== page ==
IFSW seeks to understand the situation of indigenous children, support their rights, and advocate for their needs (11, 12).

  • Indigenous children have the right to a primary school education as articulated in the United Nations Millennium Development Goals (3). Many indigenous children are employed in agriculture and factories around the world that prevents them from attending school on a regular basis.
  • Social workers should advocate for children who are more at risk of suffering family violence when there is economic stress, dispossession, and a breakdown in community ties – factors that many indigenous communities face.
  • When indigenous children are placed in the public child welfare system, social workers must strive to make decisions that benefit children in the long run (13).
  • Social workers must work with indigenous communities to assist vulnerable children using holistic and culturally appropriate problem-solving methods within the community.
  • The increase of indigenous children entering the slave trade and sexual trafficking must be stopped through greater governmental and United Nations awareness and effective policies.
  • Adoption of indigenous children by childless parents of the industrial states must reflect the right to self-determination of indigenous parents, as well as well as the rights of indigenous children.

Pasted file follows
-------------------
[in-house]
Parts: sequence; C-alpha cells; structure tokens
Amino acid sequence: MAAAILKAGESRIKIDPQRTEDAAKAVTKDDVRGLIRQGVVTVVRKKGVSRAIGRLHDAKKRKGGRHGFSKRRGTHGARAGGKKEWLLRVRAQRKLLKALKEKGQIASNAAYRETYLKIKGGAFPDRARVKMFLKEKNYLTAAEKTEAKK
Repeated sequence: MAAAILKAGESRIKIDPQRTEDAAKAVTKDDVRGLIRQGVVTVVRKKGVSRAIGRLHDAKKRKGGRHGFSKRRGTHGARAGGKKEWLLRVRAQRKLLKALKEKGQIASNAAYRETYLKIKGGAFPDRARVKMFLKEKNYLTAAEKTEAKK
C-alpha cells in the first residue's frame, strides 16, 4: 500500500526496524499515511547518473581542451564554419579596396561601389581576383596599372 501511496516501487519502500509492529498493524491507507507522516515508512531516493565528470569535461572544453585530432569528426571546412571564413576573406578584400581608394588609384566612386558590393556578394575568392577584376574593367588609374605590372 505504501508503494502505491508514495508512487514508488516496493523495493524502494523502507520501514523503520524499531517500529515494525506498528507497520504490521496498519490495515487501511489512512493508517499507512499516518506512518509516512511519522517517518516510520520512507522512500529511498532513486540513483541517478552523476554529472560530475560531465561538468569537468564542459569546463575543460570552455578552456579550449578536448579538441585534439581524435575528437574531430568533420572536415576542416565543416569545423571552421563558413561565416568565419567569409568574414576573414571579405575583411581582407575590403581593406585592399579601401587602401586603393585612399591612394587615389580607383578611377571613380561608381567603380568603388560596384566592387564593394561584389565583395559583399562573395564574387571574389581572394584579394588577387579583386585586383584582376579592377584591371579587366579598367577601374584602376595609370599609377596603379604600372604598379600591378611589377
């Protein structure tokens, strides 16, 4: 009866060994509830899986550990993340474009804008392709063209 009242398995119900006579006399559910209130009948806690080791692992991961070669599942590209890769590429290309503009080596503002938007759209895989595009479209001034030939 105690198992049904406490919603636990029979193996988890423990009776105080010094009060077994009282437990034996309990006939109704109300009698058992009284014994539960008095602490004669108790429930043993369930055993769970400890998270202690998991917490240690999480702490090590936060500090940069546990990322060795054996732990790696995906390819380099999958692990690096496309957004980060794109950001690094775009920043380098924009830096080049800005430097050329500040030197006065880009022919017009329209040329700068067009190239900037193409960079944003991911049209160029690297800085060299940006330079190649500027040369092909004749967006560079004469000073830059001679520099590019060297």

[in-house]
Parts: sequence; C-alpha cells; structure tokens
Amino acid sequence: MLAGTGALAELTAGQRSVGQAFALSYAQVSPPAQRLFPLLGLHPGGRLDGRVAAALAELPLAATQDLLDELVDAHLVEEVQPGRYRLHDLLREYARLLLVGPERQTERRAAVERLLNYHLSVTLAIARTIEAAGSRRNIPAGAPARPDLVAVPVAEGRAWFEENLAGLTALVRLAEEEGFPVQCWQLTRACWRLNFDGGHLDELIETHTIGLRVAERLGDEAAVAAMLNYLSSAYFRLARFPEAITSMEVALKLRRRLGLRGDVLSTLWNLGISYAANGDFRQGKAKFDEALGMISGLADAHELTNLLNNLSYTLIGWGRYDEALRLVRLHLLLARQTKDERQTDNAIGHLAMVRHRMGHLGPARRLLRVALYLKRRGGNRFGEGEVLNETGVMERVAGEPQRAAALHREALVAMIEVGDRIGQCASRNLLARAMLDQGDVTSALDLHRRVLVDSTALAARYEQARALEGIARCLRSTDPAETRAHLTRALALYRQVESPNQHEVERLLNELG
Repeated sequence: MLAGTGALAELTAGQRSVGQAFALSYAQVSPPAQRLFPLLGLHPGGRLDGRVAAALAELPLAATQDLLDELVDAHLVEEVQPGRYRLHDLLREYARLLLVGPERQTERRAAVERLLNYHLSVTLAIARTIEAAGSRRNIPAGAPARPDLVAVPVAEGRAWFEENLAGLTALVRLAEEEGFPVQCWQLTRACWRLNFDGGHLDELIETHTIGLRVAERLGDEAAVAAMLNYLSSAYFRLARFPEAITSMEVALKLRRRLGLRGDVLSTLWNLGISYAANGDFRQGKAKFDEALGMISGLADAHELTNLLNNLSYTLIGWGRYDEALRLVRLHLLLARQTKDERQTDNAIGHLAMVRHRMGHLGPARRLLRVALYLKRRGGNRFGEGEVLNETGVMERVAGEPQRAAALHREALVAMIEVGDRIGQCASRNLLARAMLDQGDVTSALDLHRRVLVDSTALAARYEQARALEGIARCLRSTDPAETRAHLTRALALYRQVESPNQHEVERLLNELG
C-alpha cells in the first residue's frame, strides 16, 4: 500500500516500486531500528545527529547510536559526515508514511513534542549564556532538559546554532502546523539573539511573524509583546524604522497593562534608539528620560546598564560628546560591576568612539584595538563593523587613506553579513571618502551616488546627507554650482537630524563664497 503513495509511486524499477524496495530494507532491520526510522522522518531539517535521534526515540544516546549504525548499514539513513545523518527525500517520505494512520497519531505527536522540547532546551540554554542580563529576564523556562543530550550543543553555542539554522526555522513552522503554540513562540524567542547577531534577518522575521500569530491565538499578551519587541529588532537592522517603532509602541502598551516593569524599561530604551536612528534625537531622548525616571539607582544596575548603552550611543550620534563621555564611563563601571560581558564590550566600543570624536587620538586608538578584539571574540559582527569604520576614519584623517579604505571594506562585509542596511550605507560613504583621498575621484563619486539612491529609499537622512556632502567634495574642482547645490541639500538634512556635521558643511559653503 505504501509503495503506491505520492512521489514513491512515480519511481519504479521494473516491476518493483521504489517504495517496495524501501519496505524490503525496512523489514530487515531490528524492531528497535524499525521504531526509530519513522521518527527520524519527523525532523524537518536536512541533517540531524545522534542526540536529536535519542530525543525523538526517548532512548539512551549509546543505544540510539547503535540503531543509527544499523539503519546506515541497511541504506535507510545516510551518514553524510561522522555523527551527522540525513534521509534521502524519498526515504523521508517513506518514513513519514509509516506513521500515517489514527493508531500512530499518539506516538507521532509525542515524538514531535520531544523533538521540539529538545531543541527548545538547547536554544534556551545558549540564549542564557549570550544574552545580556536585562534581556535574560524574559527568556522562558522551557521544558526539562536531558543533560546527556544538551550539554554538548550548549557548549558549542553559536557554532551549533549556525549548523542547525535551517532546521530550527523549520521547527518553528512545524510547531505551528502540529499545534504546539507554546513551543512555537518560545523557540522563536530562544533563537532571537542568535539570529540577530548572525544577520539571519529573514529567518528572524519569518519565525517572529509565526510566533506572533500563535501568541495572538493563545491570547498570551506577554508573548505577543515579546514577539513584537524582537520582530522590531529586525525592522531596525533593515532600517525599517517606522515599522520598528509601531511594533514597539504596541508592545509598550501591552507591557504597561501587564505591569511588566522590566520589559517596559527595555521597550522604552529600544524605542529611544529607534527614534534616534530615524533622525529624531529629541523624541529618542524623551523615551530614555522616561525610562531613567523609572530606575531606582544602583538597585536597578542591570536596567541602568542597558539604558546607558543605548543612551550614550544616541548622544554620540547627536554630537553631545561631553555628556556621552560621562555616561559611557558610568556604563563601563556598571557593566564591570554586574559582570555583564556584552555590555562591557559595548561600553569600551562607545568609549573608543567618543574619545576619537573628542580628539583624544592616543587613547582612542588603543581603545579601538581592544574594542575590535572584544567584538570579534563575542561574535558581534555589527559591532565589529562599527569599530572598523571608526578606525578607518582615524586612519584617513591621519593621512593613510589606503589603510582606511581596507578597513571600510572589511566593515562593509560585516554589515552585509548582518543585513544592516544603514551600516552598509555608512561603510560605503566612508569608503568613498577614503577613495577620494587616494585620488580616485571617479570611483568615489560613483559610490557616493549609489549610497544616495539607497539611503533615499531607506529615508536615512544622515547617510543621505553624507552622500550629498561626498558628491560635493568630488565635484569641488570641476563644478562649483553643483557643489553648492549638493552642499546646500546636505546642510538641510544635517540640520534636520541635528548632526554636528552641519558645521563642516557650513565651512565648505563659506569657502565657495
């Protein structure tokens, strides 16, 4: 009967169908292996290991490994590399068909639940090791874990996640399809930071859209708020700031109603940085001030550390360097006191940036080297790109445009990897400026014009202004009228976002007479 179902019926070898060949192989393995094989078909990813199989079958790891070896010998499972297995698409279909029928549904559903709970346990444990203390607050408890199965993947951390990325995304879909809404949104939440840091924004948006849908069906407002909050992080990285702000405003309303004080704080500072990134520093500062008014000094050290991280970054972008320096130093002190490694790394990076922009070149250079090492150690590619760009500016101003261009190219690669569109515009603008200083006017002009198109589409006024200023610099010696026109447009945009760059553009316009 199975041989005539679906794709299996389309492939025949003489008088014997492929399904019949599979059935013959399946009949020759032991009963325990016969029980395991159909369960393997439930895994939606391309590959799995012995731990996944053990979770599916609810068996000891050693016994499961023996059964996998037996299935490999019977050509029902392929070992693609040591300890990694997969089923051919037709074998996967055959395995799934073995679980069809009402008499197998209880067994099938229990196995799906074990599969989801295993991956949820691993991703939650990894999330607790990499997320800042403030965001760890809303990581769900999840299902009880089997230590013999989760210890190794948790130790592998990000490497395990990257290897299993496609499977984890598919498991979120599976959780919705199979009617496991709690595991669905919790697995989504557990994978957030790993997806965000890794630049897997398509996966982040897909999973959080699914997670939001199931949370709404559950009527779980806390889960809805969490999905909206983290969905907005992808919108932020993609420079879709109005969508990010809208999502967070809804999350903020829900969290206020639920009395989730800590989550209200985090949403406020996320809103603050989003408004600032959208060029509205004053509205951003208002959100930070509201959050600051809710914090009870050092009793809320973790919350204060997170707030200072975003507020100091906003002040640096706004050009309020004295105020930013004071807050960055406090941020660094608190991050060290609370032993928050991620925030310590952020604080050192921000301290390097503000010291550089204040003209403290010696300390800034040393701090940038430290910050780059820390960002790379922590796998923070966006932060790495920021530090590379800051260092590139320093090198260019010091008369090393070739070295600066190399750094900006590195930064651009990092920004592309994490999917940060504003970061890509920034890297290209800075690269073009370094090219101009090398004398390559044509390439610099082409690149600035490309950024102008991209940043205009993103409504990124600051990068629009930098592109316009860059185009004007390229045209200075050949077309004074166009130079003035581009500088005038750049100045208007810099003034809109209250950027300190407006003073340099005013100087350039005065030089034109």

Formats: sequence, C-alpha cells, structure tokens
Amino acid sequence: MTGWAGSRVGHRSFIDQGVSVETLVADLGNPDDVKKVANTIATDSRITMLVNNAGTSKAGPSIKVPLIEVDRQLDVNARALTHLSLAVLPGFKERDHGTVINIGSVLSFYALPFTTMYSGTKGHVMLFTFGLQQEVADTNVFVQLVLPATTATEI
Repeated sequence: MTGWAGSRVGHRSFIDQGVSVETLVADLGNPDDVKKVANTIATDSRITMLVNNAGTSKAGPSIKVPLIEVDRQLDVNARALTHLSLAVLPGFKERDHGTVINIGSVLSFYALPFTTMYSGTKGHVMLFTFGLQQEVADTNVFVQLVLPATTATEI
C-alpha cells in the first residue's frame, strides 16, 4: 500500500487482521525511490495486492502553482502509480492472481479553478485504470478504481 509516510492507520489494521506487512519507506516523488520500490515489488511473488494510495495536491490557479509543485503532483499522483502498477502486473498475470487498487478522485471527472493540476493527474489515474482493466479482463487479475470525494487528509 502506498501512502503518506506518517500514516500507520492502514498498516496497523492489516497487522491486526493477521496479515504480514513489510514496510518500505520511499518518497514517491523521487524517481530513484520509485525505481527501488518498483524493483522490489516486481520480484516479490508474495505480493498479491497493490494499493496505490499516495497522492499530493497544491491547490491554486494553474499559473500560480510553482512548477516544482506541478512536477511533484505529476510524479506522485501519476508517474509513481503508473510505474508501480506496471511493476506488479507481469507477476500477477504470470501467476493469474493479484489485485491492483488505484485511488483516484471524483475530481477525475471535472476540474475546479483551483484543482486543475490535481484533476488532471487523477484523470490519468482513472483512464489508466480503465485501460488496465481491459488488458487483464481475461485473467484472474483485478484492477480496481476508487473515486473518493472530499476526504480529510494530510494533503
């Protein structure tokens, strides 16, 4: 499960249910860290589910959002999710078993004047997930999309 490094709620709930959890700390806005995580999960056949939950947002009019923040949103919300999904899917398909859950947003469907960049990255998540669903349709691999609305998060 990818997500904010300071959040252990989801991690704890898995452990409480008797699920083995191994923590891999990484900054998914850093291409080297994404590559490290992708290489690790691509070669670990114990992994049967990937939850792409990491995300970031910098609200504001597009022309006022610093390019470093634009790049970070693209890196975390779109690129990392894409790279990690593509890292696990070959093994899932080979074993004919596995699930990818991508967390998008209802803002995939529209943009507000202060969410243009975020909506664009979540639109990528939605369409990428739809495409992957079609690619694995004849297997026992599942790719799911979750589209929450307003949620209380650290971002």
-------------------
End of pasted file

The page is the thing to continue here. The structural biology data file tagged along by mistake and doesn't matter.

• Whenever possible, the perspective and value system of the indigenous culture must be promoted while guaranteeing children protection from violence.


1. Draft Declaration on the Rights of Indigenous Peoples, E/CN.4/Sub.2/1994/2/Add.1 (1994), www1.umn.edu/humanrts/instree/declra.htm, cited July 7, 2004.

2. Charter of the United Nations (1945), www.un.org/aboutun/charter/

3. United Nations Millennium Development Goals (2000), www.un.org/millenniumgoals/

4. Fourth Session of the Permanent Forum on Indigenous Issues (2005), www.un.org/esa/socdev/unpfii/news/news_2.htm

5. The Rights of Indigenous Peoples (1997), www.unhchr.ch/html/menu6/2/fs9.htm

6. Third Session of the Permanent Forum on Indigenous Issues (2004), www.un.org/esa/socdev/unpfii/documents/doc_third_statemts.htm

7. The Universal Declaration of Human Rights (1948), www.un.org/Overview/rights.html, cited July 7, 2004.

8. Proposal for a new Ethical Document, IFSW General Meeting 2004, cited July 7, 2004.

9. Weaver, H. N. (1999, May). Indigenous peoples and the social work profession: Defining culturally competent services. Social Work, 44(3): 217-225.

10. Krech, P. R., (2002, March). Envisioning a healthy future: A re-becoming of Native American men. Journal of Sociology and Social Welfare, 24(1): 77-95.

11. International Federation of Social Workers: Social Work and the Rights of the Child. Berne, 2002.

12. Weaver, H. N. & White, B. J. (1999). Protecting the future of indigenous children and nations: an examination of the Indian Child Welfare Act. Journal of Health and Social Policy, 10(4): 35-50.

13. Wares, D. M., Wedel, K. R., Rosenthal, J. A., & Dobrec, A. (1994). Indian child welfare: A multicultural challenge. Journal of Multicultural Social Work, 3(3), 1-15.

Note: All journal articles listed in the reference sections were authored by Native American social workers.

(Policy Statement approved at the IFSW Executive Meeting, Washington, DC, USA, May 2, 2005)